Sleep didn't come easy for me the first night in Dripping Springs, Texas. The insomnia thing is a gift from my mother’s side of the Family. Apparently, quite a few McKeowns spend a good portion of their nights staring up at ceilings. I’d had a little more whiskey than a I normally drink, so I thought I might shut my eyes to the world fairly easily, but sometime around 3 in the morning I was still awake. Then some rain rolled in and I finally rested. Rain on the canvas pop out section of a trailer is a mighty fine lullaby.
The next morning, there were bacon and eggs and really good coffee, and we all sat around a beautiful old table swapping thoughts and stories, slowly revealing ourselves to one another. At this point, we knew each other mostly through our songs, as the conversation progressed, the songs began to make more sense.
As the week moved forward, sleep came easier for me. One night, or early morning, I woke up in that state of mind that sometimes shows up when you’re a long way from home and you’re not sure exactly where you are. I was surrounded by wild sounds, the wildest being what was described to me as a “horny donkey” which basically meant a male donkey separated from the females, his painful moaning haw littering the surrounding country. There were also birds(I think it was birds, anyway) calling back and forth. At first the calls were sharp and responsive, as they continued, the signal strength became weaker and the responses more delayed.
Our gracious hosts, Gail and Thomas, always had something cooking for breakfast. And, we’d all find our way to the table at some point between nine and noon. Although, after that first Sunday, we were rarely all at the table at the same time. Each morning, after a little breakfast, I always found my way to the stream, maybe fifty yards away from the house. The days were warm enough to contemplate stripping down and jumping in the section of rocks where the blue green water pooled four or five feet deep, and looked cleaner than a swimming pool in some gated community. But one toe in, and I decided that would rapidly become a bad decision. But, submerged or not, I found time to pray and calm my spirit on those rocks daily.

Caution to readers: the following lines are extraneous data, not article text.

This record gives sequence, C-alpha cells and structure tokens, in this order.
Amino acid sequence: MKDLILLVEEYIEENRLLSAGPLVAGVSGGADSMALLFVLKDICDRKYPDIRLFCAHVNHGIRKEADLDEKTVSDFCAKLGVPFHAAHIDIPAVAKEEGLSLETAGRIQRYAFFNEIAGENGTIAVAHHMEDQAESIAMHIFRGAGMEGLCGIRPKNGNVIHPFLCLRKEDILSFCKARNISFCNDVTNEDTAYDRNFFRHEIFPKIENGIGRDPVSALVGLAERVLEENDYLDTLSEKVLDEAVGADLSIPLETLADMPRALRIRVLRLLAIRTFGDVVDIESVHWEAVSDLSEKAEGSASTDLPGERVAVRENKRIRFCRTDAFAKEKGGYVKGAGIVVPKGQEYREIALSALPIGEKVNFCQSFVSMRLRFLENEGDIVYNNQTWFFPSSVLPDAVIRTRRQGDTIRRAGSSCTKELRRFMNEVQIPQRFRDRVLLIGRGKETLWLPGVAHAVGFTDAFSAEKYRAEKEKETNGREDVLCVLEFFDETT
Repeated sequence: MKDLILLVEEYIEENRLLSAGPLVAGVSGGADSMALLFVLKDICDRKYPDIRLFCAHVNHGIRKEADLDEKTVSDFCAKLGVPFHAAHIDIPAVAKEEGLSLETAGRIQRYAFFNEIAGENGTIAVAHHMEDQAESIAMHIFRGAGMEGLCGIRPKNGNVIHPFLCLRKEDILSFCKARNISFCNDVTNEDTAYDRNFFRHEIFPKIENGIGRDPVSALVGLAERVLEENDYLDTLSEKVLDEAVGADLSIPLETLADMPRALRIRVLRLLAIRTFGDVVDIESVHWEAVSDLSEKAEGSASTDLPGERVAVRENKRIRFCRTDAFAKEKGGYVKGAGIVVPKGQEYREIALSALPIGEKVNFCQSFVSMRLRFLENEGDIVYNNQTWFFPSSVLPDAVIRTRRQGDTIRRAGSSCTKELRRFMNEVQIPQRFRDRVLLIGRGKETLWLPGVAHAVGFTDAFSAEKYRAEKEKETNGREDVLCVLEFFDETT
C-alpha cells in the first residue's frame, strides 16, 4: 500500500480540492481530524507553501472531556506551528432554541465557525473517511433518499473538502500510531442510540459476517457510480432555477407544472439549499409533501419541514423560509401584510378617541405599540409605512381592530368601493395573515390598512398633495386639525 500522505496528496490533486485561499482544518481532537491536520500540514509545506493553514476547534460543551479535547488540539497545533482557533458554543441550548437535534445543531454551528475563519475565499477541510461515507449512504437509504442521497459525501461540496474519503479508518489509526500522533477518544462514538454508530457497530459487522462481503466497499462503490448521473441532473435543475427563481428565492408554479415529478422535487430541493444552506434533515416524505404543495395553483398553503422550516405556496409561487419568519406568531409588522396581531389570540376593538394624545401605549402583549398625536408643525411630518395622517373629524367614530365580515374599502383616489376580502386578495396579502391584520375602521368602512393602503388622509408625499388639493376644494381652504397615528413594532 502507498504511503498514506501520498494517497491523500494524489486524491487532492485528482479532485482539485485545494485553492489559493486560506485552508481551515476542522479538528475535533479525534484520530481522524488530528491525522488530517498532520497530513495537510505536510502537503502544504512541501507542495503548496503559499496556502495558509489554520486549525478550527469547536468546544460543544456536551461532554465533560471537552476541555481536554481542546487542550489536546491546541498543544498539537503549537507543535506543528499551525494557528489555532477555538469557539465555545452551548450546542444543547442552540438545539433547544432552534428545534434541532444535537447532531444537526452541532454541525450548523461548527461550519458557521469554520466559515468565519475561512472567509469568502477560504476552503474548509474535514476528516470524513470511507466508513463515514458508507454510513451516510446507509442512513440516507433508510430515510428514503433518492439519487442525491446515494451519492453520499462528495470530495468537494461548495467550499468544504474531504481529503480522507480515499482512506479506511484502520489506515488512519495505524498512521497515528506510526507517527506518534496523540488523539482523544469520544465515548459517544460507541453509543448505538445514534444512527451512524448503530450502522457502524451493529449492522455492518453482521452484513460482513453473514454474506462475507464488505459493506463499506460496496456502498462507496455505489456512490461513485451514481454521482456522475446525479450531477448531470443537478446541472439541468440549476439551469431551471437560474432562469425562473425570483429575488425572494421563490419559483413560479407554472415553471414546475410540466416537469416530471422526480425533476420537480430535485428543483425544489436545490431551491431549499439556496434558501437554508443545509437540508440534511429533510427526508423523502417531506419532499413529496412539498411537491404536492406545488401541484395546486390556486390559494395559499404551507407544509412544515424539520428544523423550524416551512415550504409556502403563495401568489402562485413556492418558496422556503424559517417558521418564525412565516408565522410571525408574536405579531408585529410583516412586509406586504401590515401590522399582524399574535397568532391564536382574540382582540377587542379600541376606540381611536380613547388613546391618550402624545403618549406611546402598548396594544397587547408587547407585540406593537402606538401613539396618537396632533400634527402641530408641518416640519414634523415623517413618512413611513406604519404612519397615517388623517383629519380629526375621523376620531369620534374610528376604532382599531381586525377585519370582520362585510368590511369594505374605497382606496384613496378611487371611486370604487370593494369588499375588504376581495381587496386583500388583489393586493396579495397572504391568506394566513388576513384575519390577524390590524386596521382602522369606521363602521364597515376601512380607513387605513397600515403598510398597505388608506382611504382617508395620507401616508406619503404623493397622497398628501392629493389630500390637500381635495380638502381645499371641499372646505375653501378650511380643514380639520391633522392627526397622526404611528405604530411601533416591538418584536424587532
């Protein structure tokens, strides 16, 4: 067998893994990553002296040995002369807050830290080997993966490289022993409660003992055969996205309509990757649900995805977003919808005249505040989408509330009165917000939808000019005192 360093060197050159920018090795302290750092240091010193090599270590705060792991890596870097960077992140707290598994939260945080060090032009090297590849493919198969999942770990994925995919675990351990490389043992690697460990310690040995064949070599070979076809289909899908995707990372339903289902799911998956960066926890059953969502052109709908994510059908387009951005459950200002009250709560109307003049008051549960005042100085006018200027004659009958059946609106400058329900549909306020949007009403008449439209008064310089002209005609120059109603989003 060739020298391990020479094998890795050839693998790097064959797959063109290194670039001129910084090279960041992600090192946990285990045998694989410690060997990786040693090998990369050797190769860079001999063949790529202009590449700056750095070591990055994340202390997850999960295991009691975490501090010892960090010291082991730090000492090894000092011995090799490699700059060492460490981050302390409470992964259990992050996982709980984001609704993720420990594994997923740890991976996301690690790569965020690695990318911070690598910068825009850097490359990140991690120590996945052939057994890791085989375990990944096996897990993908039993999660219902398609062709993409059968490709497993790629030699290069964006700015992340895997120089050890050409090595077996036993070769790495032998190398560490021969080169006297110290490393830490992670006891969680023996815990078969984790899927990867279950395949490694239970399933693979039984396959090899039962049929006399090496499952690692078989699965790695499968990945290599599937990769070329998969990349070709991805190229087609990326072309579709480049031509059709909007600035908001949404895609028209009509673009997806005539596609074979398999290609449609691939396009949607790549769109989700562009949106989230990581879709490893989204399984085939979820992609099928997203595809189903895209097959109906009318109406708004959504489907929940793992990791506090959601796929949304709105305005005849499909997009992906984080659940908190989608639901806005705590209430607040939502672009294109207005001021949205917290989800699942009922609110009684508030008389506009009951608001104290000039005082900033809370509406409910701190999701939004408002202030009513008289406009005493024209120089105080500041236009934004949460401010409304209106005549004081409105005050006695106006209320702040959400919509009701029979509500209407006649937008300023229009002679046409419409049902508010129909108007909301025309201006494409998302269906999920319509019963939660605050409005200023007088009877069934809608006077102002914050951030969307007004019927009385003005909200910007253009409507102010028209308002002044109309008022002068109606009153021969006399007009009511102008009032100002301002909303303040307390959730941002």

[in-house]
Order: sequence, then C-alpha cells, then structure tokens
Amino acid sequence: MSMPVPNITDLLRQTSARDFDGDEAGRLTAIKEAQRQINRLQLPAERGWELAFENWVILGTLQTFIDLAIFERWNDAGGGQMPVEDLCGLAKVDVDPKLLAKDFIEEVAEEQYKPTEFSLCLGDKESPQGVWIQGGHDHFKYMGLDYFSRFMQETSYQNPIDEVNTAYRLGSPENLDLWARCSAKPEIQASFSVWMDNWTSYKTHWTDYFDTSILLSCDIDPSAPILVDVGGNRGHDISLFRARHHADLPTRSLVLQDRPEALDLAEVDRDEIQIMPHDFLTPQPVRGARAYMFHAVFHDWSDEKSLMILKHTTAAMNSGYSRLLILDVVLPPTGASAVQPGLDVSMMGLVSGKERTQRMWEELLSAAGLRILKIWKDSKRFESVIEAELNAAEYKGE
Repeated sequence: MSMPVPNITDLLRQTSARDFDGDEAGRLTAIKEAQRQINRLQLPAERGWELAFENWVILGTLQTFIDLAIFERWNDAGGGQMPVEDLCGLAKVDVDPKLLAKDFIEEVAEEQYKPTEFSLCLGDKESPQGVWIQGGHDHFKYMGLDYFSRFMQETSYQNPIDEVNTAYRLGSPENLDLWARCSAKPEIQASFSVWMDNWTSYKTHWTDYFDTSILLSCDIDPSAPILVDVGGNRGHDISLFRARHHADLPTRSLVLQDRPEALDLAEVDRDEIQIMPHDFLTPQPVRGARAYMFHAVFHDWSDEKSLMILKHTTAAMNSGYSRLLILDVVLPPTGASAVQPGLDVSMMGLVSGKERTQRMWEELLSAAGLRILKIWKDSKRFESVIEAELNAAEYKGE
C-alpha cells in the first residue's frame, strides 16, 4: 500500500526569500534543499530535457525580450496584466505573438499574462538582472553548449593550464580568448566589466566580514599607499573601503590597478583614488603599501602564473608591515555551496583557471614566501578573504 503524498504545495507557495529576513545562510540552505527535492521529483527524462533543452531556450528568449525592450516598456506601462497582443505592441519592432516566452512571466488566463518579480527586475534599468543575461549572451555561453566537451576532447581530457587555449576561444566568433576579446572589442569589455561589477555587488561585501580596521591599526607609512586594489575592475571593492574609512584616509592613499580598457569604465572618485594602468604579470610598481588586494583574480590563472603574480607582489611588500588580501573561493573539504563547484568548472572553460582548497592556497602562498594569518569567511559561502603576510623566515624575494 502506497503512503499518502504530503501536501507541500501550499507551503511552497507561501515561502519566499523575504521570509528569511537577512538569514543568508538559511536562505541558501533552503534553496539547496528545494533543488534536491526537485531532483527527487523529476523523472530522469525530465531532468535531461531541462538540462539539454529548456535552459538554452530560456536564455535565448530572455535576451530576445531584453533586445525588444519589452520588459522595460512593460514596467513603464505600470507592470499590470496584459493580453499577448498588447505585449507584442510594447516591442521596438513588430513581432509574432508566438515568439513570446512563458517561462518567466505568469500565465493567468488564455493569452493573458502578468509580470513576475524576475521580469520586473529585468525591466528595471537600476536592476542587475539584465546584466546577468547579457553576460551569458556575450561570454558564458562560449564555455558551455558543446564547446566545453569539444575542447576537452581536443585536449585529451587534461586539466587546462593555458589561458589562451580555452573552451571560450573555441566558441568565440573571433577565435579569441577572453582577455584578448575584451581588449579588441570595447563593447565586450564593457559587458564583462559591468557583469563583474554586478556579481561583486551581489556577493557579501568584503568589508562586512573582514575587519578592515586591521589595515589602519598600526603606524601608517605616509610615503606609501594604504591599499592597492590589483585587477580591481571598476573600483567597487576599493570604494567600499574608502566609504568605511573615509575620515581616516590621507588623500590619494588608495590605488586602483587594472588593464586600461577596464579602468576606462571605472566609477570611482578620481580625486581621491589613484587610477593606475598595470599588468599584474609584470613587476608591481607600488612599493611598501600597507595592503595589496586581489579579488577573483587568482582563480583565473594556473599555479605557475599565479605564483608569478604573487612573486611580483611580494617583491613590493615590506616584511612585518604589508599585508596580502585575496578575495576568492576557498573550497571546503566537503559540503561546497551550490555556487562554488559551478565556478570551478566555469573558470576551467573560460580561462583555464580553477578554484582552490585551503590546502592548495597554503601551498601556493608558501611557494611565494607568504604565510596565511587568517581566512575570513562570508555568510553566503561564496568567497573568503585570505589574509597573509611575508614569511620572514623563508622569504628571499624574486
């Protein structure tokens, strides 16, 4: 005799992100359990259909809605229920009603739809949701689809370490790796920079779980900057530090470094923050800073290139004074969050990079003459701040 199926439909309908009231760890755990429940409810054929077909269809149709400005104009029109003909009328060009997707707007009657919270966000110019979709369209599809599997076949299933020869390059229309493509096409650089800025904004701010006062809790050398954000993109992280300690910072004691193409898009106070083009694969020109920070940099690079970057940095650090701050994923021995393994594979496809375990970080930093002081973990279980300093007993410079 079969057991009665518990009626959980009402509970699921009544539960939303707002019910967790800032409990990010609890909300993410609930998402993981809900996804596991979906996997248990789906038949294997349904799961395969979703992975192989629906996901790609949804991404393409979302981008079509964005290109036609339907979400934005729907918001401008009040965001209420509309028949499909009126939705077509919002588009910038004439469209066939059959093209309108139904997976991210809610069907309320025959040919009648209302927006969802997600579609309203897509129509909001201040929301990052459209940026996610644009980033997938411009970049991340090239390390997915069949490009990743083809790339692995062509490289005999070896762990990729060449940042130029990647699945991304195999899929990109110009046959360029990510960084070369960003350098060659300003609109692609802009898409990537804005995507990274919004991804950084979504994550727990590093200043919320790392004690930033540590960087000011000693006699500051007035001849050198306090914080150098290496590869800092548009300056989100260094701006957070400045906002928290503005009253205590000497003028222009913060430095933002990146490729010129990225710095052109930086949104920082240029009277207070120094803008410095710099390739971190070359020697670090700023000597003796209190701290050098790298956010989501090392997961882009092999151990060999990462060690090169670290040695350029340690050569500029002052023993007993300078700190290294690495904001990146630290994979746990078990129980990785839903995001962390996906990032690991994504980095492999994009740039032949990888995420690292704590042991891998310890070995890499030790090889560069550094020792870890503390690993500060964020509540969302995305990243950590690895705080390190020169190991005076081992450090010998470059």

The days were filled with songs, mostly new to me, melodies and guitar strumming coming from open doors and wooden chairs all around the property we were staying. And then, usually around 3 pm, we’d load up in my van, and hit the Texas back roads heading to places like New Braunfels and Wimberly and some tucked away little house concert. Those rides were more of a chance to get to know each other as we drove through the hill country and slowly opened up more and more on each drive.
On Thursday, we left Thomas and Gail’s property in Dripping Springs and were on our own. I took in a movie, something I used to do quite often, and mostly haven’t gotten a chance to after my son was born. Then we met up for a show at a Presbyterian Church in Austin. We played on an altar with backdrop of a wooden cross, and it felt spiritual, and certainly bested the backdrop of couple of football games on giant flat screens, as is often the case for my shows.
Friday, we made it to Fischer, Texas and participated in a parade, throwing beads and waving, then played in a beautiful barn style theater that was described to me before I got there as playing in a guitar sound hole. After playing Fischer Hall, I’d say it was that was an accurate description.
Saturday was the last show, in San Antonio. My dad surprised me, by flying in From South Carolina. The round was finished with Sarah Morris singing lead on a John R Butler song, “Corner of the Universe,” which was a fitting close to our Texas Jaunt.
We said our goodbyes and I drove to Rockwall, Texas, arriving around 3 in the morning. I was tired, but it took me a while to fall asleep. Eventually, I found a few hours sleep and was on the road back to Nashville by 9:30.
Coming in the door around 7pm and seeing my young son, and hearing him say "Hi Daddy!" and running to me, is as good as anything I've ever experienced. It is good to be home, but a signinficant part of my spirit is longing for the Texas Hill Country and my fellow Kerrville friends. I hope to be back and see them all soon. This is not something to be forgotten. Much love to all!